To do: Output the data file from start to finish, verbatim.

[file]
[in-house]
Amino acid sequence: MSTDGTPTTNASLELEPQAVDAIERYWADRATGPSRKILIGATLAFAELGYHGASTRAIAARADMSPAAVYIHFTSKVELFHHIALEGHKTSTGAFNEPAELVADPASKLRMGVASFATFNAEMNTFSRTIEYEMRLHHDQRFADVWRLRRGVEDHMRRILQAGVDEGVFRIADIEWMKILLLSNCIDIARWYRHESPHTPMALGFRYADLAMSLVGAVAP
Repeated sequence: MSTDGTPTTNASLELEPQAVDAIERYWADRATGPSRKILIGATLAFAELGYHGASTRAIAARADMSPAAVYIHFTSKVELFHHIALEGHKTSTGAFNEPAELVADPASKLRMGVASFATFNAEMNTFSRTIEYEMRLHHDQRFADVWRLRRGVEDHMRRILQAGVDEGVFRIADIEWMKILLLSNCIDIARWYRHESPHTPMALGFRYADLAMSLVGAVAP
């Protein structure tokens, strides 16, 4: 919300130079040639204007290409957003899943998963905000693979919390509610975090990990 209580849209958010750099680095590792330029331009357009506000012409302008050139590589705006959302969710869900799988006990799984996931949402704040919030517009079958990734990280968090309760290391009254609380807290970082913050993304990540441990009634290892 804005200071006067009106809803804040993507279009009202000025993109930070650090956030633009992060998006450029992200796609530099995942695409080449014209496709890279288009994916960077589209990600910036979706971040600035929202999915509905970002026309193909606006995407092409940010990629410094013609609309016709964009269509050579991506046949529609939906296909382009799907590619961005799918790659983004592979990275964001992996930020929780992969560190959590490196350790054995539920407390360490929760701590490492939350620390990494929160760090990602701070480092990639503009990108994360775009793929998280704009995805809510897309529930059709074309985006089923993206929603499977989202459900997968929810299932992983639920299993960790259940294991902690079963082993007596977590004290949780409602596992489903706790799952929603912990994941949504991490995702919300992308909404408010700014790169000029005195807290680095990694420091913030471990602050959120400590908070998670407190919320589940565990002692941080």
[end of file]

[in-house]
Amino acid sequence: MSTDGTPTTNASLELEPQAVDAIERYWADRATGPSRKILIGATLAFAELGYHGASTRAIAARADMSPAAVYIHFTSKVELFHHIALEGHKTSTGAFNEPAELVADPASKLRMGVASFATFNAEMNTFSRTIEYEMRLHHDQRFADVWRLRRGVEDHMRRILQAGVDEGVFRIADIEWMKILLLSNCIDIARWYRHESPHTPMALGFRYADLAMSLVGAVAP
Repeated sequence: MSTDGTPTTNASLELEPQAVDAIERYWADRATGPSRKILIGATLAFAELGYHGASTRAIAARADMSPAAVYIHFTSKVELFHHIALEGHKTSTGAFNEPAELVADPASKLRMGVASFATFNAEMNTFSRTIEYEMRLHHDQRFADVWRLRRGVEDHMRRILQAGVDEGVFRIADIEWMKILLLSNCIDIARWYRHESPHTPMALGFRYADLAMSLVGAVAP
């Protein structure tokens, strides 16, 4: 919300130079040639204007290409957003899943998963905000693979919390509610975090990990 209580849209958010750099680095590792330029331009357009506000012409302008050139590589705006959302969710869900799988006990799984996931949402704040919030517009079958990734990280968090309760290391009254609380807290970082913050993304990540441990009634290892 804005200071006067009106809803804040993507279009009202000025993109930070650090956030633009992060998006450029992200796609530099995942695409080449014209496709890279288009994916960077589209990600910036979706971040600035929202999915509905970002026309193909606006995407092409940010990629410094013609609309016709964009269509050579991506046949529609939906296909382009799907590619961005799918790659983004592979990275964001992996930020929780992969560190959590490196350790054995539920407390360490929760701590490492939350620390990494929160760090990602701070480092990639503009990108994360775009793929998280704009995805809510897309529930059709074309985006089923993206929603499977989202459900997968929810299932992983639920299993960790259940294991902690079963082993007596977590004290949780409602596992489903706790799952929603912990994941949504991490995702919300992308909404408010700014790169000029005195807290680095990694420091913030471990602050959120400590908070998670407190919320589940565990002692941080």